DA: Closure for Massena murder victim's family important part of case; will push for max sentence
District Attorney Gary Pasqua addresses reporters following Thursday afternoon's conviction in the Christopher Hebert murder trial. North Country This Week photo by Andy Gardner.
BY ANDY GARDNER
North Country This Week
CANTON -- District Attorney Gary Pasqua following Christopher Hebert’s murder conviction says the most important part of the case is closure for the victim’s family and says he will push for the harshest possible sentence.
Hebert, 47, was found guilty of second-degree murder following a weeklong trial and just under seven hours of jury deliberations. The jury decided that Hebert murdered Lacey Yekel on or around June 7, 2014 in Massena. Her skeletal remains were recovered from a wooded area near the Massena Industrial Park on Aug. 29, 2014.He says when Hebert is sentenced on May 6, he will ask the court to impose the maximum sentence allowed by law: 25 years to life.
“Absolutely we intend to ask for the maximum,” he said. “I’m thankful we were able to hold him accountable.”
“She was a young 24-year-old who despite her problems, had a future. She had many years to go,” the DA said.
The prosecutor said he is also grateful to Yekel’s relatives -- her mother, Bonnie Lamay, and cousin Bobbi Jo French -- for assisting when they could.
“That’s the most important thing that comes from this is Lacey Yekel’s family has closure,” Pasqua said. “They’ve been going through this process, supporting us.”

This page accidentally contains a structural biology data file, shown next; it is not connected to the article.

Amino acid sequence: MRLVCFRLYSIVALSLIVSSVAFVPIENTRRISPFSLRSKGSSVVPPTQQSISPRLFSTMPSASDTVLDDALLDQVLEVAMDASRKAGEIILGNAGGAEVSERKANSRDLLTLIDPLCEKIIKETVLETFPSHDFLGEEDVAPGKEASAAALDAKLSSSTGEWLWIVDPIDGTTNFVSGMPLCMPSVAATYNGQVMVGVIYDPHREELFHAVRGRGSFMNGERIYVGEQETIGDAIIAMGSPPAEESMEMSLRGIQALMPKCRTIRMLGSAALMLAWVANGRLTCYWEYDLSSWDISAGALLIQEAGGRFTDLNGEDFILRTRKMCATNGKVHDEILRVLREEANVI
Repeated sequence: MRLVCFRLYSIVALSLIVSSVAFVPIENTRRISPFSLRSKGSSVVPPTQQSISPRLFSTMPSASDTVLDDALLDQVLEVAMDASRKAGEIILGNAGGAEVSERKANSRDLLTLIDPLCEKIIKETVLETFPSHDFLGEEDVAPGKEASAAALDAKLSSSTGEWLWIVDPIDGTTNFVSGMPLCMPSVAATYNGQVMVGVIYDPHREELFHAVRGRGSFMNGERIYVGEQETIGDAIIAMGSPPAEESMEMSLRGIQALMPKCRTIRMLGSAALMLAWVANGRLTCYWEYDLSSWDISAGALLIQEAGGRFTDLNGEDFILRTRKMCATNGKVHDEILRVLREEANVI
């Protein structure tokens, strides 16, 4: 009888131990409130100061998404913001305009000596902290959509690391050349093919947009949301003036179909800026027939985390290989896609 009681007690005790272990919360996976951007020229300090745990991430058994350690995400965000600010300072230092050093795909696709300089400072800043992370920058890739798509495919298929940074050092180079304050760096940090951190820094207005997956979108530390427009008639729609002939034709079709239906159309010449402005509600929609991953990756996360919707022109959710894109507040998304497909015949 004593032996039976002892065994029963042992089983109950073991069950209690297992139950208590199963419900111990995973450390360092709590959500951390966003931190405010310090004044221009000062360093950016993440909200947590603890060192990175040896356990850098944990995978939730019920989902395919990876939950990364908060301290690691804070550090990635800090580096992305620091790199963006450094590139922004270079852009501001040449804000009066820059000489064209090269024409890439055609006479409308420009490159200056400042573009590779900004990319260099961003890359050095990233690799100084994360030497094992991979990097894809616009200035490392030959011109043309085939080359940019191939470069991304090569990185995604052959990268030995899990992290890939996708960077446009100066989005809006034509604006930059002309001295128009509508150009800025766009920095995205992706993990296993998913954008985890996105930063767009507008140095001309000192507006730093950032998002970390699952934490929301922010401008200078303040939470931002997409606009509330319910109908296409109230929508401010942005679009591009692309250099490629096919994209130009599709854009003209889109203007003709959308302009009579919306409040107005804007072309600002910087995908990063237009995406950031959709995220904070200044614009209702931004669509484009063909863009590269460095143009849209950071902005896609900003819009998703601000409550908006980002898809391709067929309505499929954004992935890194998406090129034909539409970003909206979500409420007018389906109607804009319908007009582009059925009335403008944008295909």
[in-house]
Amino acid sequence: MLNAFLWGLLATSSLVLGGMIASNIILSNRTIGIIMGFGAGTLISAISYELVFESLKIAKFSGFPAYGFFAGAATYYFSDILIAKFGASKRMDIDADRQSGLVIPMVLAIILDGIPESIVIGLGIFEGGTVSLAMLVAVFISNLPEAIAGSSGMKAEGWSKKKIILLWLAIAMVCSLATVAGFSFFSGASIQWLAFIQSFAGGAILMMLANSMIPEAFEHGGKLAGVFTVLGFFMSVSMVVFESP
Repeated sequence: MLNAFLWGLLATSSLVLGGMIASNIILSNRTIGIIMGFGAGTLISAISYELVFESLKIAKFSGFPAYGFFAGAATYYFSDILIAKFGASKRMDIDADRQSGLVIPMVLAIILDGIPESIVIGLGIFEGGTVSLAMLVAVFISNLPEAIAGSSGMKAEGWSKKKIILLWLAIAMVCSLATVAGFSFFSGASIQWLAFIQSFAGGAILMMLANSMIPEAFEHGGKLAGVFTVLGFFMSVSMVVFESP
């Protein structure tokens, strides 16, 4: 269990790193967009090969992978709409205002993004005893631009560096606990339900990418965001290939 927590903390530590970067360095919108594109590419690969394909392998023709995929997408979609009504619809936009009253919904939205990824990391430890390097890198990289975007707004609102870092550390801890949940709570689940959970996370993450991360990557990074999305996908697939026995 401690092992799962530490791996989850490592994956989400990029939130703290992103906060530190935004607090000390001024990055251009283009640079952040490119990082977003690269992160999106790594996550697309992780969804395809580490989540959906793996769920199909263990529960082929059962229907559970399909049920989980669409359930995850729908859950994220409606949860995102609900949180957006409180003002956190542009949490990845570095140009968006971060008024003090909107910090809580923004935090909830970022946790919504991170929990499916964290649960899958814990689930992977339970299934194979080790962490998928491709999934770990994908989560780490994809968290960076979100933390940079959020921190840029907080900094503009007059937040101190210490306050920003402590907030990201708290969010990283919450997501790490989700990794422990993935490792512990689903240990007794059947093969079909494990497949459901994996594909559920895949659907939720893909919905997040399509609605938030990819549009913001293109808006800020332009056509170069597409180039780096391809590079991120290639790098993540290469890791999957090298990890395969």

Lamay and French were in court for most of the trial. On the day where audio recordings of Hebert describing the murder were played, they came to the courthouse but chose not to come into the courtroom. When the guilty verdict was announced, they let out cries of relief and tears began to flow.
“Any case where you’re dealing with a victim’s family there’s emotions shared as well. That’s what we saw outside the courtroom,” Pasqua said of his interaction with the relatives after court adjourned.
The DA said the defendant’s admissions on tape and thorough evidence collection were crucial to this afternoon’s guilty verdict.
“I think what’s crucial … is Mr. Hebert confessed to killing Lacey Yekel, and that’s exactly what the jury heard,” Pasqua said. “He tried to spin a tale … and they saw through it.”
The jury heard recorded conversations where Hebert in 2017 admitted to his ex-girlfriend, Brandy Bressard, that he killed Yekel by beating and then strangling her. They also heard testimony from four other witnesses who said Hebert told them he committed the murder.
Hebert took the witness stand on Wednesday and claimed Yekel died from an overdose after injecting cocaine, and then hid her body out of fear of catching a homicide charge.
Pasqua also chalked the conviction up to thorough evidence recovery from the scene where Yekel’s remains were discovered.
“I doubt this ever would have come to trial or we’d get a conviction without New York State Police … for the last four-and-a-half years, they worked so hard on this case. Credit to that goes to them,” Pasqua said, adding that their Violent Crimes Unit and Forensic Identification Unit played a big part.
“Without them, we don’t have a case,” the DA said.
Pasqua also pointed to some of the witnesses who have long criminal histories, but still stepped up and gave honest testimony.
“Some of them are people who may be unsavory, but they came forward and told the truth and that’s all you can ask for,” he said.